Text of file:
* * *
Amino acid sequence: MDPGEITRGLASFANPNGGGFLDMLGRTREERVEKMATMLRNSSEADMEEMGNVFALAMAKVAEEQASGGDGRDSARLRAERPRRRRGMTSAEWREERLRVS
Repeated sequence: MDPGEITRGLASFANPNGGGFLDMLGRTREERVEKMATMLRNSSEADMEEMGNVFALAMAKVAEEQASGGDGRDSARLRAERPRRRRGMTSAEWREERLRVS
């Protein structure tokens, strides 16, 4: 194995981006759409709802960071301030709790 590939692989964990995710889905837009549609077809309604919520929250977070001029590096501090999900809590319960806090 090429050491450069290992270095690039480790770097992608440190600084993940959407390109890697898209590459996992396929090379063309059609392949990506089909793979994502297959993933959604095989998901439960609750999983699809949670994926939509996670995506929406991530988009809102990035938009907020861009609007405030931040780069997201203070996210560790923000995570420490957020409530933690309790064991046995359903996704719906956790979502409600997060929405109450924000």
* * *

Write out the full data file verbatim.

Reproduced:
Amino acid sequence: MDPGEITRGLASFANPNGGGFLDMLGRTREERVEKMATMLRNSSEADMEEMGNVFALAMAKVAEEQASGGDGRDSARLRAERPRRRRGMTSAEWREERLRVS
Repeated sequence: MDPGEITRGLASFANPNGGGFLDMLGRTREERVEKMATMLRNSSEADMEEMGNVFALAMAKVAEEQASGGDGRDSARLRAERPRRRRGMTSAEWREERLRVS
């Protein structure tokens, strides 16, 4: 194995981006759409709802960071301030709790 590939692989964990995710889905837009549609077809309604919520929250977070001029590096501090999900809590319960806090 090429050491450069290992270095690039480790770097992608440190600084993940959407390109890697898209590459996992396929090379063309059609392949990506089909793979994502297959993933959604095989998901439960609750999983699809949670994926939509996670995506929406991530988009809102990035938009907020861009609007405030931040780069997201203070996210560790923000995570420490957020409530933690309790064991046995359903996704719906956790979502409600997060929405109450924000």